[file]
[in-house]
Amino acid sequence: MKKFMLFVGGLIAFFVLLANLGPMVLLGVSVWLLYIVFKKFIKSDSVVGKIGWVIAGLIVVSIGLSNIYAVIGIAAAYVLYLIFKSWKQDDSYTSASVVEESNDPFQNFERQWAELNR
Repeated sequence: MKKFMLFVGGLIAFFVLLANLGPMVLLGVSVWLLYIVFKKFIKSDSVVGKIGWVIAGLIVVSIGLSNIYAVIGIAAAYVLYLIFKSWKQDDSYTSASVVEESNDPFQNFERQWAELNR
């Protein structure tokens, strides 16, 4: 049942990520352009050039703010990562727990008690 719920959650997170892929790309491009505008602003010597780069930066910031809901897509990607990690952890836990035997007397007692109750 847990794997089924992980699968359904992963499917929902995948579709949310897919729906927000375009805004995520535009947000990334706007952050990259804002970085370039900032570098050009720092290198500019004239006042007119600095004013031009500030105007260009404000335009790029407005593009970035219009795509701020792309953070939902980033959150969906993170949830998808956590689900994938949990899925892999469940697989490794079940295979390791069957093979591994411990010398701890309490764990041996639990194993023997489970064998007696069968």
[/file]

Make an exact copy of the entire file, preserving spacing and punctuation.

[in-house]
Amino acid sequence: MKKFMLFVGGLIAFFVLLANLGPMVLLGVSVWLLYIVFKKFIKSDSVVGKIGWVIAGLIVVSIGLSNIYAVIGIAAAYVLYLIFKSWKQDDSYTSASVVEESNDPFQNFERQWAELNR
Repeated sequence: MKKFMLFVGGLIAFFVLLANLGPMVLLGVSVWLLYIVFKKFIKSDSVVGKIGWVIAGLIVVSIGLSNIYAVIGIAAAYVLYLIFKSWKQDDSYTSASVVEESNDPFQNFERQWAELNR
């Protein structure tokens, strides 16, 4: 049942990520352009050039703010990562727990008690 719920959650997170892929790309491009505008602003010597780069930066910031809901897509990607990690952890836990035997007397007692109750 847990794997089924992980699968359904992963499917929902995948579709949310897919729906927000375009805004995520535009947000990334706007952050990259804002970085370039900032570098050009720092290198500019004239006042007119600095004013031009500030105007260009404000335009790029407005593009970035219009795509701020792309953070939902980033959150969906993170949830998808956590689900994938949990899925892999469940697989490794079940295979390791069957093979591994411990010398701890309490764990041996639990194993023997489970064998007696069968």